Antoine-Frangois-Jean Claudet was a student of photography pioneer Louis Daguerre.
Antoine-Frangois-Jean Claudet worked with and later improved upon processes taught by Daguerre. Claudet was in the banking business in the years around 1819, moving into glass-making as director of a firm from about 1825 to 1838. He opened the first daguerreotype portrait studio in London with Richard Beard in 1840. In 1851 he opened his "Temple of Photography."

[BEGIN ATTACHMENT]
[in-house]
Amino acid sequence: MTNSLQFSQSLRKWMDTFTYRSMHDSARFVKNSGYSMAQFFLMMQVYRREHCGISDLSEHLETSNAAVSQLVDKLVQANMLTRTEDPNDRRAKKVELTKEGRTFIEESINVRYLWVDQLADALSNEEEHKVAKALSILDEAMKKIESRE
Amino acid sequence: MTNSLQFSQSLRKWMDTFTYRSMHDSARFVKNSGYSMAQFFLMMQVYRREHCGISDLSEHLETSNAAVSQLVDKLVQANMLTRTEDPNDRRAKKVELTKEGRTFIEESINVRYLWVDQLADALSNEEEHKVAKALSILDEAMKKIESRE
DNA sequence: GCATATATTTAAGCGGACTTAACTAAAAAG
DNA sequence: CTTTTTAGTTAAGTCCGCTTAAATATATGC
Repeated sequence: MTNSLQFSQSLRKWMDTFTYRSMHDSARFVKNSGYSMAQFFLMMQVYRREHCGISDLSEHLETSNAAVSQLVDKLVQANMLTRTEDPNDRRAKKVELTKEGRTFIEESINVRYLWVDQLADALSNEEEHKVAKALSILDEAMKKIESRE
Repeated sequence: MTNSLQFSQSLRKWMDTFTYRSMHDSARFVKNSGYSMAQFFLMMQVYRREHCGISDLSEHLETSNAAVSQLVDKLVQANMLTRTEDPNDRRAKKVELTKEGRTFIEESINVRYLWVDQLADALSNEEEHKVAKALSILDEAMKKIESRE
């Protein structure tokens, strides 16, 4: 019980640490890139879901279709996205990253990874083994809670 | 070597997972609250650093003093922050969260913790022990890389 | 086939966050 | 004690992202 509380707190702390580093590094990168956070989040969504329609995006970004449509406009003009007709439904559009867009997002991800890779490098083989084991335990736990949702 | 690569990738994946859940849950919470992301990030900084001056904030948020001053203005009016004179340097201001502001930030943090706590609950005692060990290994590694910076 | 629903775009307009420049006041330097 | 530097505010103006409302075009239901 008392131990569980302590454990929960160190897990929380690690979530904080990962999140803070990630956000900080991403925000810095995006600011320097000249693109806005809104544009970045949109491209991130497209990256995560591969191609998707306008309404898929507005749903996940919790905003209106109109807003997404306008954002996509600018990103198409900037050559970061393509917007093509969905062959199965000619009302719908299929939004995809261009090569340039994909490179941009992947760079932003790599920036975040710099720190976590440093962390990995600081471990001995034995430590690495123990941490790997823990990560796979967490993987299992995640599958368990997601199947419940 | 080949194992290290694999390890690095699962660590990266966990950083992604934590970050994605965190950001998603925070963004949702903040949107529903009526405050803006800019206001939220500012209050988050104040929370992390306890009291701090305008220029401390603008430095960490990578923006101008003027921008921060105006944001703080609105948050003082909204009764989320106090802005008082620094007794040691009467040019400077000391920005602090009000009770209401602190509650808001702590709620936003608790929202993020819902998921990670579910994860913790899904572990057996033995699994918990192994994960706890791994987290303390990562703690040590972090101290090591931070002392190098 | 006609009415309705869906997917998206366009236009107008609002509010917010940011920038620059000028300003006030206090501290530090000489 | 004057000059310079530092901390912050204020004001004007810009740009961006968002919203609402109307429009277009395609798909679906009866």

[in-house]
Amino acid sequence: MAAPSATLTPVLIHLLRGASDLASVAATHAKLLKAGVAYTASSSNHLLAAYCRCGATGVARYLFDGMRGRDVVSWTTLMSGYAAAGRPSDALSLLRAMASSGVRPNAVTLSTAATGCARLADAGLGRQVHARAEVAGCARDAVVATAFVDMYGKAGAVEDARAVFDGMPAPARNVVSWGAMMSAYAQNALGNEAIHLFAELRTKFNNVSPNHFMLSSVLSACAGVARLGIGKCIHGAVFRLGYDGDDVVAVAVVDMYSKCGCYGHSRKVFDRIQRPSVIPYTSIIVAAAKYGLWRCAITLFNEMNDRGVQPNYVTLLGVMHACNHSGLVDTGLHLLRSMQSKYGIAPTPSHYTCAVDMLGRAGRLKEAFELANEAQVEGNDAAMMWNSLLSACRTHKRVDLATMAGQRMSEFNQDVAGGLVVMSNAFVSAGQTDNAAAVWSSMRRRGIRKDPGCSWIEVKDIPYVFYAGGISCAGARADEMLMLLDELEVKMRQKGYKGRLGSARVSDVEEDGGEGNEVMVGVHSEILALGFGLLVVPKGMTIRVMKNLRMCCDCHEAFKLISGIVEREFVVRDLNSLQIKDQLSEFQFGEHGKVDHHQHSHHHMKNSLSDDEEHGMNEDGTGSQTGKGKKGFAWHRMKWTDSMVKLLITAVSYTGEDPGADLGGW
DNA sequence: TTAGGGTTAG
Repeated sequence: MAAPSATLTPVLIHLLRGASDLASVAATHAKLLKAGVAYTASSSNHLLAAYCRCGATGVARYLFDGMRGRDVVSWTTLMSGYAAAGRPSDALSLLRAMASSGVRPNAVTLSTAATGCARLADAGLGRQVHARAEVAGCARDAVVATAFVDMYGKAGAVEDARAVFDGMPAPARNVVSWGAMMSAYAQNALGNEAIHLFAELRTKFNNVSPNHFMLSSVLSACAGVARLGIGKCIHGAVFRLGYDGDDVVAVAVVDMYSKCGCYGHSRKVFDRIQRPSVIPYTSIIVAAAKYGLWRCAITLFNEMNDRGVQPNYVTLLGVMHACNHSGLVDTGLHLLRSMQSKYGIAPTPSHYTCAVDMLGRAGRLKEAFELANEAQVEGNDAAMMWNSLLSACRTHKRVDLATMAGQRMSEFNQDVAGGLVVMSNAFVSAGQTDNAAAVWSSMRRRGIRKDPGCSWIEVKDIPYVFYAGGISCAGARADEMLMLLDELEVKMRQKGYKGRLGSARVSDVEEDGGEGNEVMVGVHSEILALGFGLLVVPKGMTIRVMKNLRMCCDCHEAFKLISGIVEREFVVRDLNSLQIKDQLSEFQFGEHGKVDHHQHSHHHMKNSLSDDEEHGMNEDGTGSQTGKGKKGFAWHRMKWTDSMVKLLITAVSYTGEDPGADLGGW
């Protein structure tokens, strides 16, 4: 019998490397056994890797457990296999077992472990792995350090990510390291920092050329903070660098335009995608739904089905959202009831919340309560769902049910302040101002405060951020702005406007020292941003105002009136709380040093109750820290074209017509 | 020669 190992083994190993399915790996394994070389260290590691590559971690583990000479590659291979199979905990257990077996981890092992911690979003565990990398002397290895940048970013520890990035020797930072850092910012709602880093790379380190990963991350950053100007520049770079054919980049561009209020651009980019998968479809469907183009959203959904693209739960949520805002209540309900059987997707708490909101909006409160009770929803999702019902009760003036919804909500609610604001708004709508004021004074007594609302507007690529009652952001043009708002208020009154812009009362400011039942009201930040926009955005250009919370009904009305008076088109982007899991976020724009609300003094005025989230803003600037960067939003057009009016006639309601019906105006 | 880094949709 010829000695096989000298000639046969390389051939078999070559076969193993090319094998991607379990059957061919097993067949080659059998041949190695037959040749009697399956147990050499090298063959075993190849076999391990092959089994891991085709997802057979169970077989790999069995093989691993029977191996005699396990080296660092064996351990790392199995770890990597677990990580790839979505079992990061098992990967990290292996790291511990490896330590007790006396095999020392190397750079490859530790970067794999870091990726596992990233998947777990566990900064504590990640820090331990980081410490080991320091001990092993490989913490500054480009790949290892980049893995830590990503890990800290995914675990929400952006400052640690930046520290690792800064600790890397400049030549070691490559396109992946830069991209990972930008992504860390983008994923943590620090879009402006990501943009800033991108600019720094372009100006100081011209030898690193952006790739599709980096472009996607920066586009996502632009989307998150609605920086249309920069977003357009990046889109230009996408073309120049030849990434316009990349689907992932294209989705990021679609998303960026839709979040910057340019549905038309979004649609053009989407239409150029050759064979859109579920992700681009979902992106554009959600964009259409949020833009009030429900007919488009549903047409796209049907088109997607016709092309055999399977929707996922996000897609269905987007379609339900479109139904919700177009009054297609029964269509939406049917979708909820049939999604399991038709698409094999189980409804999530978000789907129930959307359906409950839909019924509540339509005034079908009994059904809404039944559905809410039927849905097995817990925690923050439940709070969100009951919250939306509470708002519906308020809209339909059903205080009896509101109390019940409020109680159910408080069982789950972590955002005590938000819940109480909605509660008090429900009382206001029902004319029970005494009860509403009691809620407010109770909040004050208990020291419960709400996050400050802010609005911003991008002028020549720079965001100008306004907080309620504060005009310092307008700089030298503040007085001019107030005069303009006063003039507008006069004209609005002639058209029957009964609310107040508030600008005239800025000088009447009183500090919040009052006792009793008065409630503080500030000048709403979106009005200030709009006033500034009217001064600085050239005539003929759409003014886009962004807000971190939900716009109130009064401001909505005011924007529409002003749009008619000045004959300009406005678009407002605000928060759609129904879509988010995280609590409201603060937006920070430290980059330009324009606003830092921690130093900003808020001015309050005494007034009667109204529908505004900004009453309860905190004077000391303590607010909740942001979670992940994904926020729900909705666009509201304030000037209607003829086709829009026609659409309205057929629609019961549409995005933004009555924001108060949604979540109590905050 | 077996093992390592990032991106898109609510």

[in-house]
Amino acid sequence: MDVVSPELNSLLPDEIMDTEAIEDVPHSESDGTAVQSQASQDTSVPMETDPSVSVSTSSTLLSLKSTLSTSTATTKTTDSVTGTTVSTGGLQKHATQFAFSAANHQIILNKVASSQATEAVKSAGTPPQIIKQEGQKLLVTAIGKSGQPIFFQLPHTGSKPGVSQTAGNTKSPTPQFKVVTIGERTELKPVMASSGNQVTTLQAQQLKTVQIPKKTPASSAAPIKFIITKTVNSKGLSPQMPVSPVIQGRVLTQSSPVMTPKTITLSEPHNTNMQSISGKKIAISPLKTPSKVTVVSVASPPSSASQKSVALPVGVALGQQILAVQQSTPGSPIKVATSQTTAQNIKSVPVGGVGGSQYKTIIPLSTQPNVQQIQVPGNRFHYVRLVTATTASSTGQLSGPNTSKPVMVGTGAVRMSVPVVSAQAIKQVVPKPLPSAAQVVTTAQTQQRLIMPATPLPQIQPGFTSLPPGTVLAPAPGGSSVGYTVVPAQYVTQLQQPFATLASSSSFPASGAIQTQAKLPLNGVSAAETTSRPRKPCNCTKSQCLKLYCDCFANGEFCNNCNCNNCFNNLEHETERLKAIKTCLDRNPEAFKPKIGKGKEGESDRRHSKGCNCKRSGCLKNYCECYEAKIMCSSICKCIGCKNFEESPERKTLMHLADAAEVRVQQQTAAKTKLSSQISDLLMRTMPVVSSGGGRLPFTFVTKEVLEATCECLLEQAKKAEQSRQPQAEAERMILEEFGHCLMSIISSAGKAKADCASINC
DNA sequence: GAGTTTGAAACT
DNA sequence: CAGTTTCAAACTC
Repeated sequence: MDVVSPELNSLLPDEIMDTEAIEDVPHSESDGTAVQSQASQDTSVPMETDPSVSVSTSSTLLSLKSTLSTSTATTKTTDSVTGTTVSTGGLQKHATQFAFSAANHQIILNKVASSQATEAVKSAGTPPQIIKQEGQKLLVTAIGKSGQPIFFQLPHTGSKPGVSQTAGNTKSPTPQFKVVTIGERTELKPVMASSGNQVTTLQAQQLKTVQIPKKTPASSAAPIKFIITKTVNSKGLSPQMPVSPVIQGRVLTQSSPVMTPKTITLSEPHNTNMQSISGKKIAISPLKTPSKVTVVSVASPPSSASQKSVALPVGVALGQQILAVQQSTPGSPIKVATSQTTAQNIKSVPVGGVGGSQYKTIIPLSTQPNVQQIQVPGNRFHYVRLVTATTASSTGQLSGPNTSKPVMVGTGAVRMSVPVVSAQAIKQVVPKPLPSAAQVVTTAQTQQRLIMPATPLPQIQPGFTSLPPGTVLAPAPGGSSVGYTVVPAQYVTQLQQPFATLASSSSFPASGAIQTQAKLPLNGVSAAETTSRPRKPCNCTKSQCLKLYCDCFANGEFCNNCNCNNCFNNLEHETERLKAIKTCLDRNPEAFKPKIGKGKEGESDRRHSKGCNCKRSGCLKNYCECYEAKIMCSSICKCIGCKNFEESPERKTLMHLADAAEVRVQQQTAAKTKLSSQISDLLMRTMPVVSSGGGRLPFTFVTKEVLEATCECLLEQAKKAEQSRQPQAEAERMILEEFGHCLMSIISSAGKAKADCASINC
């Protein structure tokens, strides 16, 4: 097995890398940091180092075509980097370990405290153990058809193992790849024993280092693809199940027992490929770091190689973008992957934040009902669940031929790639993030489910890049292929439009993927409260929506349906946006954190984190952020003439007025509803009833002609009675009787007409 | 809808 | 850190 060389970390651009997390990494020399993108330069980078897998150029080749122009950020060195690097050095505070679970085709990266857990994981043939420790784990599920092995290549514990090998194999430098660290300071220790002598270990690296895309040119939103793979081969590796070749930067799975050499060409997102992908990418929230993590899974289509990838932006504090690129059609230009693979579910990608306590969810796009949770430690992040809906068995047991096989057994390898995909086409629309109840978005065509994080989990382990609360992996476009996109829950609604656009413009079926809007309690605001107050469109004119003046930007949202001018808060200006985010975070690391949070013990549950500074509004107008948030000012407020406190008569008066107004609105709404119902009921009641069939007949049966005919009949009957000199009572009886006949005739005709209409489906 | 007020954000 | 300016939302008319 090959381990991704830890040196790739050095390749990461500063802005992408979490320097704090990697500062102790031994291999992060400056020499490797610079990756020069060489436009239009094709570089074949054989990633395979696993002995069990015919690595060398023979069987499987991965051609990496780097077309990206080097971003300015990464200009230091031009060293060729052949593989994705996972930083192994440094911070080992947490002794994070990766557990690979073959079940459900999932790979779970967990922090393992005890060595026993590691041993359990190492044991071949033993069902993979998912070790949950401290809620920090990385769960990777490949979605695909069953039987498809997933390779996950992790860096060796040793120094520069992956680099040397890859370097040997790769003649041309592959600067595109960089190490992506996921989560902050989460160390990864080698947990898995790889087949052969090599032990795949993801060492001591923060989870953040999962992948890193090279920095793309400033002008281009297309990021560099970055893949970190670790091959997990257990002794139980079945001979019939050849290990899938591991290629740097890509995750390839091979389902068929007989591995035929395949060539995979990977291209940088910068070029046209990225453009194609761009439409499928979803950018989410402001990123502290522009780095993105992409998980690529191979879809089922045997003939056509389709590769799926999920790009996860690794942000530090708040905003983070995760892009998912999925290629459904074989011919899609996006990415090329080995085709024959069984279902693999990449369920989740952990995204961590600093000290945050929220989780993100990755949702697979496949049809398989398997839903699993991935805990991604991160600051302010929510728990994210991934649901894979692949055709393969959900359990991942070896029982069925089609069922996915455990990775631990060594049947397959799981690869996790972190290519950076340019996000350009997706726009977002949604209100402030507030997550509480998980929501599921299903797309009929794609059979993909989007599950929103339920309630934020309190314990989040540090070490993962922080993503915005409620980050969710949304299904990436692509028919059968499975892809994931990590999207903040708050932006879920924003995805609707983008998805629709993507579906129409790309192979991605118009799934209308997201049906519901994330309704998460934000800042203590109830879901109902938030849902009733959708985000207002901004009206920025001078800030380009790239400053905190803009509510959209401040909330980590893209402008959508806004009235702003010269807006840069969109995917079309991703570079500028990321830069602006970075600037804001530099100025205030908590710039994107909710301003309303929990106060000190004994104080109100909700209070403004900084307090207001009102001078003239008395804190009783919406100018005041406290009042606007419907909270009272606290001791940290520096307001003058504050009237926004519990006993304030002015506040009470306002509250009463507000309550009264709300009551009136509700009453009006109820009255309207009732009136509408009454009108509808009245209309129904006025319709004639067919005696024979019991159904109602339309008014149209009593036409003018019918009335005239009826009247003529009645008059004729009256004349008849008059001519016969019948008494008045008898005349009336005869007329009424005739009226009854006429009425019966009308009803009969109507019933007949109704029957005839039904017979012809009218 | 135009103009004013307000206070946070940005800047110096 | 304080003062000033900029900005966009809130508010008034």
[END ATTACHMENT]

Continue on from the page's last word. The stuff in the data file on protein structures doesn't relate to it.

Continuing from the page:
He was appointed official photographer to Queen Victoria in 1853. Working chiefly with daguerreotypes, particularly as used in stereoscope, Claudet made great use of painted backgrounds, dummied curtained windows and other props. He hand-colored much of his work, using a combination of dry color mixed with finely powdered gum.
In 1863 Antoine-Frangois-Jean Claudet was awarded Chevalier of the Légion d'Honneur by the Emperor of France.